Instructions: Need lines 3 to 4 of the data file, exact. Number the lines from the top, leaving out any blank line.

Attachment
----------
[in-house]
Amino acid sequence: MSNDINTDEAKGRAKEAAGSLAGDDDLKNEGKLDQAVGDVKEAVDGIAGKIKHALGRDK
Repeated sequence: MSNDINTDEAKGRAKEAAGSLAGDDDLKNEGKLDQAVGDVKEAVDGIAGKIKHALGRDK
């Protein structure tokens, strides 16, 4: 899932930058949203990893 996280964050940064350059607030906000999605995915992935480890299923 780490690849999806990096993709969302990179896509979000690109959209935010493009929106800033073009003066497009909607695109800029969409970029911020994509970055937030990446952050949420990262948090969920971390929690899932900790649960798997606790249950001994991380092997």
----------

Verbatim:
Repeated sequence: MSNDINTDEAKGRAKEAAGSLAGDDDLKNEGKLDQAVGDVKEAVDGIAGKIKHALGRDK
């Protein structure tokens, strides 16, 4: 899932930058949203990893 996280964050940064350059607030906000999605995915992935480890299923 780490690849999806990096993709969302990179896509979000690109959209935010493009929106800033073009003066497009909607695109800029969409970029911020994509970055937030990446952050949420990262948090969920971390929690899932900790649960798997606790249950001994991380092997």